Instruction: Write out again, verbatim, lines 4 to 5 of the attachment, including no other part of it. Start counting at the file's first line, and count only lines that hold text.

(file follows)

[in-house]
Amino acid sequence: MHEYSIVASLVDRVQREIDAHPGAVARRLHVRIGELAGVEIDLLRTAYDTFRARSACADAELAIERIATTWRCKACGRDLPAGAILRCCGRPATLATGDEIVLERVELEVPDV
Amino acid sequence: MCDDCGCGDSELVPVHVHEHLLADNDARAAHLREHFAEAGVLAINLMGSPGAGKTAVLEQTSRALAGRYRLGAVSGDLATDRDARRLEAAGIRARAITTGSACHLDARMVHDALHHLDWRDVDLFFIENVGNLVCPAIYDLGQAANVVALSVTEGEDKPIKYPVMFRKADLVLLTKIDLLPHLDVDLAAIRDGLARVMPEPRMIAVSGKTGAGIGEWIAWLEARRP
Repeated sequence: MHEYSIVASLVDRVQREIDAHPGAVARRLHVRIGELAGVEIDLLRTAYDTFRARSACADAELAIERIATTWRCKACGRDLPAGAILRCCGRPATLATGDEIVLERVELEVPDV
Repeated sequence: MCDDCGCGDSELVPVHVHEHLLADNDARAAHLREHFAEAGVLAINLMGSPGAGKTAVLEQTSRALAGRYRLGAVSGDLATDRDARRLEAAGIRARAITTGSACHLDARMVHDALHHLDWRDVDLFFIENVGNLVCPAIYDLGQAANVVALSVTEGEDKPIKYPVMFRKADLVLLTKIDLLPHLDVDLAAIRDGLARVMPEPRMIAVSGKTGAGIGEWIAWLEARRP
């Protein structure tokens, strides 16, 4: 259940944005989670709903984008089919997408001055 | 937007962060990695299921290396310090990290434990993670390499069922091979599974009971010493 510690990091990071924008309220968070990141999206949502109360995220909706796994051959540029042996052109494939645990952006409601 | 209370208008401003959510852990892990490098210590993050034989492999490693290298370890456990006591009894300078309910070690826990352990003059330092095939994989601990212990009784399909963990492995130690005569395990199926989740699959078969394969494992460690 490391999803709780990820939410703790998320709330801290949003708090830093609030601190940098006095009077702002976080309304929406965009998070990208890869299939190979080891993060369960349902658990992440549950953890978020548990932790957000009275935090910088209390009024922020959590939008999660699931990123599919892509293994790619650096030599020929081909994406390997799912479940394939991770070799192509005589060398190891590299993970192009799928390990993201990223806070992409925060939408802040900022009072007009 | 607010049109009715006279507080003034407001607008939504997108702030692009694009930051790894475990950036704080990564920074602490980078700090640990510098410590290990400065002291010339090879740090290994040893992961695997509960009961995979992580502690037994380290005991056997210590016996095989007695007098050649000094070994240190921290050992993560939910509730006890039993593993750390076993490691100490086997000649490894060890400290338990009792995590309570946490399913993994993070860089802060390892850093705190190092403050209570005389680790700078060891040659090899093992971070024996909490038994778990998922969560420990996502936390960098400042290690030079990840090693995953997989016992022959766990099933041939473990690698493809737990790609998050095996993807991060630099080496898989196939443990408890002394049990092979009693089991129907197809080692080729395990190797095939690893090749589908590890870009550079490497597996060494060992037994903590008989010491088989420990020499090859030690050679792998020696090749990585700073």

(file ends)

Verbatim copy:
Repeated sequence: MHEYSIVASLVDRVQREIDAHPGAVARRLHVRIGELAGVEIDLLRTAYDTFRARSACADAELAIERIATTWRCKACGRDLPAGAILRCCGRPATLATGDEIVLERVELEVPDV
Repeated sequence: MCDDCGCGDSELVPVHVHEHLLADNDARAAHLREHFAEAGVLAINLMGSPGAGKTAVLEQTSRALAGRYRLGAVSGDLATDRDARRLEAAGIRARAITTGSACHLDARMVHDALHHLDWRDVDLFFIENVGNLVCPAIYDLGQAANVVALSVTEGEDKPIKYPVMFRKADLVLLTKIDLLPHLDVDLAAIRDGLARVMPEPRMIAVSGKTGAGIGEWIAWLEARRP